Can The US Raise Rates When Everyone Else Is Cutting Them?
It's understandable (sort of) that the Fed wants to raise short-term interest rates so it can cut them again in the next downturn. But what if the next downturn is already here? That's the signal being sent by the world's other central banks:
Wednesday's announcement means the Riksbank's bond-buying will reach 200 billion kronor by the middle of next year, and comes as several central banks around the world consider more stimulus to fend off an economic slowdown.
Analysts said the move was in response to the potential of more stimulus from the European Central Bank in the eurozone, of which Sweden is not a member. Stimulus tends to weigh on a currency, and a rise in the Swedish krona against the euro would hurt exporters and weigh on inflation.
Several influential Governing Council members argued that the ECB's balance sheet was still relatively small, especially compared to the U.S. Federal Reserve while Denmark's deeply negative deposit rate illustrated that there was still room to reduce rates, one source with knowledge of the discussion said.
"It needs to be understood: there is consensus at the ECB Governing Council," a rate-setter, who asked not to be named, said. "A move in December is likely."
"Inflation is just not moving higher, there is a risk of falling into a Japanese-style liquidity trap," the Governing Council member said.
With inflation in negative territory, the ECB is far from its target of getting price growth to near 2 percent and its 60 billion euros (43 billion pounds) a month asset buys have proven insufficient as lower energy prices and slower growth in emerging economies have worked against it.
Retail sales fell 0.2 percent in September from a year earlier, compared with economists' median estimate for a 0.4 percent rise, the Ministry of Economy, Trade and Industry said on Wednesday.
The retail sales news could add to pressure on the Bank of Japan under to expand monetary stimulus, possibly as soon as its rate review meeting on Friday, when it is also expected to slash its rosy economic and price projections, analysts say.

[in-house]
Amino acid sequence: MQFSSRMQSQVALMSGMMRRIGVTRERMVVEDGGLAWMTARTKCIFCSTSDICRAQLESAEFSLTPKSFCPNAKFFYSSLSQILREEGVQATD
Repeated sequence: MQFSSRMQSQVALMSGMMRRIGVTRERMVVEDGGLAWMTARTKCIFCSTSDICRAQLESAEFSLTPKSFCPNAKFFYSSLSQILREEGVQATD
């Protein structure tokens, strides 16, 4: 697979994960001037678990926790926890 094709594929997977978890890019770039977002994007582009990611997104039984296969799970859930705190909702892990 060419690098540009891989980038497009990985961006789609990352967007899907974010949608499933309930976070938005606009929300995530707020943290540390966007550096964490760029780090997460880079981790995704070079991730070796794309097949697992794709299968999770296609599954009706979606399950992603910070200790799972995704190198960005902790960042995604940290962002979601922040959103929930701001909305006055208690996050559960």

The one-year lending rate will be cut to 4.35 percent from 4.6 percent effective Saturday the People's Bank of China said on its website on Friday, while the one-year deposit rate will fall to 1.5 percent from 1.75 percent. Reserve requirements for all banks were lowered by 50 basis points, with an extra 50 basis point reduction for some institutions.
Authorities are seeking to cushion an economy forecast to grow at the slowest annual rate in a quarter century as old growth drivers such as manufacturing and construction falter and new drivers like consumption struggle to compensate. Meantime, consumer inflation at about half the government's target and a protracted slump in producer prices added room for additional easing.
"Clearly the People's Bank of China is on a mission to ease policy and has been for a year," said George Magnus, a senior independent economic adviser to UBS Group AG in London. "With the economy losing momentum, deflation embedded in the corporate sector and rebalancing making limited headway, the central bank is being directed to ease monetary policy further. And of course, this isn't the end of the road yet."
Does the rest of the world know something the US doesn't? Obviously yes, which is that the global economy is tipping back into recession in an environment of historically unprecedented financial fragility. Government, consumer and business debt has never been this high, the leveraged speculating community has never been this leveraged, and unemployment in a lot of places is already too high for political comfort. Toss a recession into this mix and the result will be a whole series of possible crises, each more apocalyptic than the last.
So the other central banks are reacting as fiat currency central banks always do, with easier money. The fact that money is already as easy as it's ever been won't stop it from getting even easier. As one of the above articles noted, "Denmark's deeply negative deposit rate illustrated that there was still room to reduce rates."